How To: How to start a youth group

Contributed by: Phil Trotter, 9 February 2013

10 Tips on starting a youth group. These are not hard and fast rules, but this is the approach that the Diocese of Christchurch found worked well when they started 11 youth groups.

1. Have your “five loaves and two fish”

Rangiora YouthJust as Jesus needed “five loaves and two fish” to start with (John 6:9), there needs to be 2-3 young people already present in your church and interested in having a youth group. You also need 2+ volunteer leaders willing to give it a fair crack (with support and training). You also need your church backing the plan and providing behind the scenes support (e.g. in the kitchen).

2. Timing is everything

It’s easier to get people on board if you just commit to 6-10 weeks at first. Pick a day/time of the week that works with leaders (Thursday evening, Friday evening and Sunday evening are often best). Consider running it fortnightly if that makes it more sustainable for leaders. Fortnightly is fine with intermediate aged young people.

3. Start with intermediates

Intermediate age (Year 7-8s or 11-12 year olds) is a good age to start with. This age group will invite their friends to a church group – unlike most high schoolers! So you may want to begin with that younger age group. It’s also a critical age where we see the largest drop-out rate from church life – normally because it’s time to offer something more than Sunday School.

4. Run a 2 hour programme

Run the programme for 2 hours, finishing by 8pm (We found that either 5pm-7pm including a meal, or 6-8 including a meal or supper worked well).

5. Send out the invitations

Invite the following people to the group:

  • Sunday school/church attendees aged 10-12
  • friends of the young people in your church;
  • children of anyone on your pastoral role aged 10-12;
  • young people who were baptised in your church who are now aged 10-12;
  • grand-kids of parishioners who live locally.

6. Follow up invitations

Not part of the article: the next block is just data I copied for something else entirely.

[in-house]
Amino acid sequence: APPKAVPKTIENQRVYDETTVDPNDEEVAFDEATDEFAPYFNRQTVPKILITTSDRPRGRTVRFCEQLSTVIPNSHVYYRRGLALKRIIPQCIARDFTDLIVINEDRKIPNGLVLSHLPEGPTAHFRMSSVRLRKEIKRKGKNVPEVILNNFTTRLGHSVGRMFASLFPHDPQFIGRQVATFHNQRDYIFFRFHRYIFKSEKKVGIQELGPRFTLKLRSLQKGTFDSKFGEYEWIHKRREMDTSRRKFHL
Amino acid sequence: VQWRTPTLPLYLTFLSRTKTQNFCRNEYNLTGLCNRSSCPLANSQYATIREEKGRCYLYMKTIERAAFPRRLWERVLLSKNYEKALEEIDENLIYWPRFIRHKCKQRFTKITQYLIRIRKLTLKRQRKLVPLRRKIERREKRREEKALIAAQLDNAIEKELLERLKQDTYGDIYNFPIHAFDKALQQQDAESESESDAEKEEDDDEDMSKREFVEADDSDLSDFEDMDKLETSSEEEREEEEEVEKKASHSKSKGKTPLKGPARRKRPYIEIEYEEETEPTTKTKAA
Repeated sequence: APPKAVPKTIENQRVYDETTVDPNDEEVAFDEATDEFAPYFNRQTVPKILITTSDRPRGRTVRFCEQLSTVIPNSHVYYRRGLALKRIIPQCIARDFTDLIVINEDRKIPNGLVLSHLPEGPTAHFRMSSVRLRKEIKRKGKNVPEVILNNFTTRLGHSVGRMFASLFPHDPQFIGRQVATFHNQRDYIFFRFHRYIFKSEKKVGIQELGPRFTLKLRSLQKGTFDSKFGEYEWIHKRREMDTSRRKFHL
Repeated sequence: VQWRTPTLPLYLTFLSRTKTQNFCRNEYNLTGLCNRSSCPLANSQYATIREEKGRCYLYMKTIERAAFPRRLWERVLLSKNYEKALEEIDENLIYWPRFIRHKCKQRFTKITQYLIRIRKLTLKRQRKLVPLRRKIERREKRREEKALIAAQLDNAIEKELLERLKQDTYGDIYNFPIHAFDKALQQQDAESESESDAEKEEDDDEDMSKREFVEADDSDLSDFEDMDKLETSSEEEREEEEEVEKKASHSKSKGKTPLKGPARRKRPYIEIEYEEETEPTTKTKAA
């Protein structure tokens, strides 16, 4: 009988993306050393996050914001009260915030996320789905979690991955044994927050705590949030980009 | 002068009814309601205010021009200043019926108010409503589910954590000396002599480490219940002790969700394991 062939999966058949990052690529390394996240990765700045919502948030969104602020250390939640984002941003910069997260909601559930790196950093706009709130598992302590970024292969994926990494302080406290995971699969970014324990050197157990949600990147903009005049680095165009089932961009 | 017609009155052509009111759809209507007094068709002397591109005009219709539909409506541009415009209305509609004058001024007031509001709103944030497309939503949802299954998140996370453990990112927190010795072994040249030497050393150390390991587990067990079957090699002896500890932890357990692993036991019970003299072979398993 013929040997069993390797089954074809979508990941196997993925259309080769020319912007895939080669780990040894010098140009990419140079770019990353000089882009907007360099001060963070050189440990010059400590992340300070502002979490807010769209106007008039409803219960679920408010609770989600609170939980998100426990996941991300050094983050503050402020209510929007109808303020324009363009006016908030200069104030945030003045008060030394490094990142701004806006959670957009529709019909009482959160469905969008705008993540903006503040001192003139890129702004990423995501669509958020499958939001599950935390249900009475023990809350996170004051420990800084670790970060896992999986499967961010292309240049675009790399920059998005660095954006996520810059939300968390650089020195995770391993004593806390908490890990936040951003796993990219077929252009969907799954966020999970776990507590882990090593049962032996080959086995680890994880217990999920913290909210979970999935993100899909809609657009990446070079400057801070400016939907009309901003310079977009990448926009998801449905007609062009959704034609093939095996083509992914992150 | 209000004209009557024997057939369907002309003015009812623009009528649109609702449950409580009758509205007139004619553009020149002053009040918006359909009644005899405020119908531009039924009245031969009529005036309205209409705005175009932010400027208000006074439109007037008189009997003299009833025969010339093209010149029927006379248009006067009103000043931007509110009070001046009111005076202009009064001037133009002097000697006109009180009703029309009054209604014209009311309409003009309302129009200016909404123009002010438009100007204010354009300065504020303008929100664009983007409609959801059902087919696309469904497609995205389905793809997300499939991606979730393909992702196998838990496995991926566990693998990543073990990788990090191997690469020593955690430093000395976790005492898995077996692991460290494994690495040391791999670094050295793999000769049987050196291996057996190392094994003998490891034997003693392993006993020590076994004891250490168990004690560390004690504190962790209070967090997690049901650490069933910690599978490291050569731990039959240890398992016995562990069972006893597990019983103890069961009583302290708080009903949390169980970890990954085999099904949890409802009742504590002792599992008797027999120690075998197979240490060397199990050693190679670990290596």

Send out a letter invitation 1 month prior and make a follow up phone call. Make a further phone call to those who showed interest the day before each of the first few youth group nights (especially the first one).

7. Provide training for your volunteers

Prior to the launch, ask your Diocesan youth co-ordinator to come and do training with your volunteers on relating to young people and planning a programme.  They could also run a debrief session after the first 2-3 meetings. Invite your core young people along and include them in planning the first youth group event.

8. Create a welcoming atmosphere

Consider what atmosphere the young people will walk in on. It should be vibrant, feel like a place for them, and provide things for them to do so that no-one is bored, alone or feeling awkward. Consider having a comfortable sit down area with cushions/sofas/bean-bags; youthy posters/wall hangings (rather than Sunday School or aged care posters!); have upbeat music playing; games for young people to join in on (like table tennis, shooting hoops, hacky sack, soccer); reading material; snack food; and leaders ready to greet, record their details and interact.

9. Food. Lots and lots of food.

Include food. Free food. Good food. (Enlist parishioners to provide it.)

10. Start as you mean to go on

Include a 7-15 minute talk and discussion. (Use Hooks or Talks). It’s tempting to down play the Christian stuff for fear of turning young people off, but if you don’t start with that it’s near impossible to bring it in later. ‘Start as you mean to go on’. You just have to do it well – and that’s what this site is here to help with. Have a clear missional goal: e.g. to switch young people on to a God that is relevant, interesting, helpful. Talks can follow the Hook, Look, Book, Took model.

Sample Programme

Here’s what a night at youth group could look like:

  1. Atmospherics: Set up the room well before young people arrive.
  2. Check-Ins: Have a fun activity that gives everyone a chance to say their name and/or share something interesting. (See Community Builders)
  3. Run a game (model positive interactions, cooperation, encouragement)
  4. Have a feed.
  5. Have a talk on a Christian theme (see Hooks or Talks)
  6. Make a God-connection through prayers, singing, worship, candles etc… either now or at the end.
  7. Play another game
  8. Finish on time.

You can download a PDF version of this training resource here. Feel free to print and hand out these notes to your youth leaders.